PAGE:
To find and record the joint positions at these points, Skubic’s team used the Microsoft Kinect SDK, a software-development kit that pulls out skeletal data and delivers X, Y, Z locations for the body’s major joints. The team also used the Vicon motion capture system to see how well the two systems agreed. Their findings, presented at the 2013 Annual International Conference of the IEEE Engineering in Medicine and Biology Society, were “that the Kinect skeletal model likely offers acceptable accuracy for use as part of a screening tool for elevated ACL injury risk.”
“Since then, we have run another validation study with the latest version of the Kinect and with more subjects,” Skubic says. “The results are quite good for the knee-to-ankle separation ratio.”
Having validated the Kinect’s accuracy, the researchers say the next step is to test the biomechanical measures’ predictive power. This research, now underway, requires using Kinect to record athletes’ joint positions, then following up at six months and one year to count ACL injuries. So far the researchers have screened 89 female athletes (and 72 male athletes) between the ages of 14 and 18 at five high schools.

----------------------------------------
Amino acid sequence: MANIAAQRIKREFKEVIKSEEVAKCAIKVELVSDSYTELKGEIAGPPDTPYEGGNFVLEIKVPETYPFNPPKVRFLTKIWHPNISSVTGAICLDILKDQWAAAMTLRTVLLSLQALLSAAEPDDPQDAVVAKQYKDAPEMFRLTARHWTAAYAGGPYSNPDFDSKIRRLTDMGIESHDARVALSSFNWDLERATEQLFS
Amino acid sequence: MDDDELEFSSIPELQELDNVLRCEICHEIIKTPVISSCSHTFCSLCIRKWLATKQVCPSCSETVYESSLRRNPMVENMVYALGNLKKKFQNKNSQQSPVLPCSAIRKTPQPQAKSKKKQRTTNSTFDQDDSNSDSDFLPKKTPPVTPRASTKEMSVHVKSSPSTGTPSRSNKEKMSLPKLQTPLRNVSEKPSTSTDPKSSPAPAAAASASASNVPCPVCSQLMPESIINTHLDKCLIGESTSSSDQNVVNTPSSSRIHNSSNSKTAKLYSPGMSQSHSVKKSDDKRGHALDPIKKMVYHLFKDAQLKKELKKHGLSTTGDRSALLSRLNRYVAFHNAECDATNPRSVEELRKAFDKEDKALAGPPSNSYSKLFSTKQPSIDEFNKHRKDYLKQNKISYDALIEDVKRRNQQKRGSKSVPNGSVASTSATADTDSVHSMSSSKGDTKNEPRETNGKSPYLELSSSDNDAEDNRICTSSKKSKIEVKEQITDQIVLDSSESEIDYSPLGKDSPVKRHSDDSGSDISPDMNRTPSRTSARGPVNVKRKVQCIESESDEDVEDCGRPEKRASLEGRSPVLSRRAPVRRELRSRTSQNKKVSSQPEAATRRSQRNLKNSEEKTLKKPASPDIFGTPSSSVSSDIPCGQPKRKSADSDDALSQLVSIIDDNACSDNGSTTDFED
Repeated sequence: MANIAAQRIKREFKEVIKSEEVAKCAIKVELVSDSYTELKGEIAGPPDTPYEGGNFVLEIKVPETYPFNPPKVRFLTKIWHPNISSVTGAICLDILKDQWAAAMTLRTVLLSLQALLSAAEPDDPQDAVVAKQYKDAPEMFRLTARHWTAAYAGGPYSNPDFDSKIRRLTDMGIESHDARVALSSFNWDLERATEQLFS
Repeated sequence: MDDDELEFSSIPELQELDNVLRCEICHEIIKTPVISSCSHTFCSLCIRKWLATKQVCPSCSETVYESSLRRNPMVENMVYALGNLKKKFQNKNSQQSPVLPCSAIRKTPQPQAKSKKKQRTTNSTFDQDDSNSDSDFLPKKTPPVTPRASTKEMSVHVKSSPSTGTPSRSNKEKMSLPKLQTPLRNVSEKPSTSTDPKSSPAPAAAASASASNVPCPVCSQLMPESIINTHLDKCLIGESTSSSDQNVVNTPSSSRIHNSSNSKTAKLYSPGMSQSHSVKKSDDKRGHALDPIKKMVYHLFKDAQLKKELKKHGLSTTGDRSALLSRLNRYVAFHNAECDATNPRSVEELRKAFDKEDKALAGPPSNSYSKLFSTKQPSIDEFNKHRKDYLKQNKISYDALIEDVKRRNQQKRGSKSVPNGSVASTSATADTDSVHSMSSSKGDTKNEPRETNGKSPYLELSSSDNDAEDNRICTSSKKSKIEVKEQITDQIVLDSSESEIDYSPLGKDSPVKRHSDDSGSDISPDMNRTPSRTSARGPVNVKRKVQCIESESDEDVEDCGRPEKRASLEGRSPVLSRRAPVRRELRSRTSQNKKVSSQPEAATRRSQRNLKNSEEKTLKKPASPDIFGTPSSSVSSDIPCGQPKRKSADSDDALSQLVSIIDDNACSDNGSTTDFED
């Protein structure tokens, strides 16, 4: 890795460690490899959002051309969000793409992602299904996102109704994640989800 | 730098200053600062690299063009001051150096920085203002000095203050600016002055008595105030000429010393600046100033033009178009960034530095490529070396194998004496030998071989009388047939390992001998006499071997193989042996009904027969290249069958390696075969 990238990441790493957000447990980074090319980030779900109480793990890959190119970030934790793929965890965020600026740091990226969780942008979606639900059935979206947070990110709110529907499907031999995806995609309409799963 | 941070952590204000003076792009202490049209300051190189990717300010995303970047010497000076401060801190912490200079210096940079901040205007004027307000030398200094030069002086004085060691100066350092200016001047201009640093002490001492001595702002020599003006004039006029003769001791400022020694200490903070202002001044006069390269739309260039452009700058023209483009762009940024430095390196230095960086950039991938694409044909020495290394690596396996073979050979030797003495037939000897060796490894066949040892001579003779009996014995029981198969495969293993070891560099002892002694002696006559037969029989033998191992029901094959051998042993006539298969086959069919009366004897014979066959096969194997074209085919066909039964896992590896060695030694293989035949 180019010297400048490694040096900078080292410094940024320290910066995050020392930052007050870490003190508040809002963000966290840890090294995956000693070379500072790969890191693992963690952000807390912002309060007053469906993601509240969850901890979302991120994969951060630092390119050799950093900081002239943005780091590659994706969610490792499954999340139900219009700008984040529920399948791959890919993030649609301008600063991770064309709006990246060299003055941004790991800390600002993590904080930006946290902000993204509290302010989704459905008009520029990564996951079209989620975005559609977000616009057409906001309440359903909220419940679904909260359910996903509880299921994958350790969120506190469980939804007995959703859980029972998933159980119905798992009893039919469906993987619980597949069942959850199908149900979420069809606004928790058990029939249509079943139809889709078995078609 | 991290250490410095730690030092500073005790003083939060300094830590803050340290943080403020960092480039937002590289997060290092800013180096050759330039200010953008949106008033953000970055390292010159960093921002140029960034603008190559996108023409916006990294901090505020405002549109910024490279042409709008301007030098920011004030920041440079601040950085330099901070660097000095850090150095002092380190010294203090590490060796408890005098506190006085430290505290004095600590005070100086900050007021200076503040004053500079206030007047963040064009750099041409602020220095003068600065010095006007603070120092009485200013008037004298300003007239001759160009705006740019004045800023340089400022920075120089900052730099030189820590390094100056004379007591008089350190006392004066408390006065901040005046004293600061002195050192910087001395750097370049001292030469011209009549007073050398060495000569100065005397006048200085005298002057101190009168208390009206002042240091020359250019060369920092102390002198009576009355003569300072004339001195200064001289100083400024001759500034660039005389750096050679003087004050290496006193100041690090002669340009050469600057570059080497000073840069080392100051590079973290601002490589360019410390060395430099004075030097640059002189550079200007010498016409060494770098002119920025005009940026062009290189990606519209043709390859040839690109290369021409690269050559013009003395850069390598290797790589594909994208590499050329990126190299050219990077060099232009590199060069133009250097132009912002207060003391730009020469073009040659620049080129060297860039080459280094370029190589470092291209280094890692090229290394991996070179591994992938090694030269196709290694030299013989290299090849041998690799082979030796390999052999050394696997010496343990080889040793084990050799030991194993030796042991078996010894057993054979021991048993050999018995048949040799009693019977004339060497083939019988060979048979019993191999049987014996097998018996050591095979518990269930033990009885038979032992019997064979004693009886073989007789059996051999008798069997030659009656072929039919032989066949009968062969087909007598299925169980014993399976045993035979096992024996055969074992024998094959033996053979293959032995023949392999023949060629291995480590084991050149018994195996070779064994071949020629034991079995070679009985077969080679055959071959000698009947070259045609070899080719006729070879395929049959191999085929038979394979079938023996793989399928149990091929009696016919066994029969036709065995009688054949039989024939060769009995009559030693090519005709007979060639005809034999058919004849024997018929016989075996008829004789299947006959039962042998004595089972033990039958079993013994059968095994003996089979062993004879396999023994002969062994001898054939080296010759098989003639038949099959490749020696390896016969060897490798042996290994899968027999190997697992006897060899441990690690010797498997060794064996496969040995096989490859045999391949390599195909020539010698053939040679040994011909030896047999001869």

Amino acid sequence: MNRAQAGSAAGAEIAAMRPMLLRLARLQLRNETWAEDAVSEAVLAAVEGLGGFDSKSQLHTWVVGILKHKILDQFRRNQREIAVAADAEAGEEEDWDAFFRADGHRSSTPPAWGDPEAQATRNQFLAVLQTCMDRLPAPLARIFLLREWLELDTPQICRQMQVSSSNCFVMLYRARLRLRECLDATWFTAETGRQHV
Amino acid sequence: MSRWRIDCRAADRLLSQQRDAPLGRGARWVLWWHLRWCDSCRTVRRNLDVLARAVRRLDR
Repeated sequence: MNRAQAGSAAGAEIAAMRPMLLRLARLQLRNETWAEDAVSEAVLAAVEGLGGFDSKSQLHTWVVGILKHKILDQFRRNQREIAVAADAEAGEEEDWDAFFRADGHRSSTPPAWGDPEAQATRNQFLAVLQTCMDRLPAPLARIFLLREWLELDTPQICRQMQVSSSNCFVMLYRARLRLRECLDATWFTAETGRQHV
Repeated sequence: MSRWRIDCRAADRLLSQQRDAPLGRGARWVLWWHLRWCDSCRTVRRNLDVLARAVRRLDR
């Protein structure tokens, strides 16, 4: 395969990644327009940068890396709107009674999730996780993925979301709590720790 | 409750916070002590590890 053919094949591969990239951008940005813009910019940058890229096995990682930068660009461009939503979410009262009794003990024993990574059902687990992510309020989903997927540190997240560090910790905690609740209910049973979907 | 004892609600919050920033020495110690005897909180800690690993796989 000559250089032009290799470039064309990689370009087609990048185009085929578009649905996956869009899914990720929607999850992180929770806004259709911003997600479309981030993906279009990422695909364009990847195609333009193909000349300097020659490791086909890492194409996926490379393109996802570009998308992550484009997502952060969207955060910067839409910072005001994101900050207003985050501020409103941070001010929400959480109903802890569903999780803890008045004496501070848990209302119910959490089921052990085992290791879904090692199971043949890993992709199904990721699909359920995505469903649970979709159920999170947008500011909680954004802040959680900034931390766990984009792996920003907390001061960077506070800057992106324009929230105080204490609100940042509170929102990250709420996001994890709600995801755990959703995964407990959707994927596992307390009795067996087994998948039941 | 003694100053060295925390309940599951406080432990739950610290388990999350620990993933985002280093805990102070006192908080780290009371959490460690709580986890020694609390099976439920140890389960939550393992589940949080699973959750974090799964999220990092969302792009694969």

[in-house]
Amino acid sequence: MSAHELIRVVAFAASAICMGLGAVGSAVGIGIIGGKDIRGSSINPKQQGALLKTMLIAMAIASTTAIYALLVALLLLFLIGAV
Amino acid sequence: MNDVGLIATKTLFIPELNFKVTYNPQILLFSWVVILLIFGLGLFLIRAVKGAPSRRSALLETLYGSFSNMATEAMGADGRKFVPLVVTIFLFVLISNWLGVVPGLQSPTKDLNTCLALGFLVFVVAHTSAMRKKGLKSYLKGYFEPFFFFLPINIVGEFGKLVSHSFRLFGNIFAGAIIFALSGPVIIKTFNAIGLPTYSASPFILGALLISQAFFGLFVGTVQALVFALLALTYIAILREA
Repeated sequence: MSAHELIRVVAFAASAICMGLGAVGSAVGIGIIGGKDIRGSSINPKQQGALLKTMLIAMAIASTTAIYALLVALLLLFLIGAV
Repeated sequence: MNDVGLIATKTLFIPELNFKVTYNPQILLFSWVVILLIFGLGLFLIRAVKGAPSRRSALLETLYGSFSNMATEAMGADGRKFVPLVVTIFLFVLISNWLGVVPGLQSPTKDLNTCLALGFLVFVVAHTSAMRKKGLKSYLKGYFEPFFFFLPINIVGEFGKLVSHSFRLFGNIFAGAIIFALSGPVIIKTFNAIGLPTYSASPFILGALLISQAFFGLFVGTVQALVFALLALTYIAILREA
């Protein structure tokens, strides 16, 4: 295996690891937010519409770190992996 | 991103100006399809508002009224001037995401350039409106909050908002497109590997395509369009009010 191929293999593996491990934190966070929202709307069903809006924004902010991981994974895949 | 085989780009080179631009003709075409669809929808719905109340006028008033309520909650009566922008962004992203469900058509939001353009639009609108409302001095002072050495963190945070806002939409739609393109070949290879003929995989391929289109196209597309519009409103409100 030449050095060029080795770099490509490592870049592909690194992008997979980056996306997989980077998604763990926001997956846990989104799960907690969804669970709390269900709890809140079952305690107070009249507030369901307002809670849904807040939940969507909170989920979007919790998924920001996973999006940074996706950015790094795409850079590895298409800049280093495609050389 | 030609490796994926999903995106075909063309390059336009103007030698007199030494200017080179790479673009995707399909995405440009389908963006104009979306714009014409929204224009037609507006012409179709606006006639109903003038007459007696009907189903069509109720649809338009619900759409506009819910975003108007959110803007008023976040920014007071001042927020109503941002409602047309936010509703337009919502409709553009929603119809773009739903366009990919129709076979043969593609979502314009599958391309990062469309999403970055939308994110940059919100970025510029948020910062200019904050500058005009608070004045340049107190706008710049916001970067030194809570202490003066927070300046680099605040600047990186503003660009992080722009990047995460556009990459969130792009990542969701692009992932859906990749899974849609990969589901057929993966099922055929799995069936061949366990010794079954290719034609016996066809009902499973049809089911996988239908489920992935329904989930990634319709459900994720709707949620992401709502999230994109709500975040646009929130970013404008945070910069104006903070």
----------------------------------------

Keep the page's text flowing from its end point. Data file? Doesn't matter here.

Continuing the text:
The setup at the screenings is incredibly simple. The only equipment needed is a laptop, a Kinect, a tripod to hold the Kinect and the box for athletes to drop from. As soon as an athlete jumps, data about their joint positions automatically pops up on the screen, thanks to algorithms Skubic’s team developed to process Kinect’s inputs.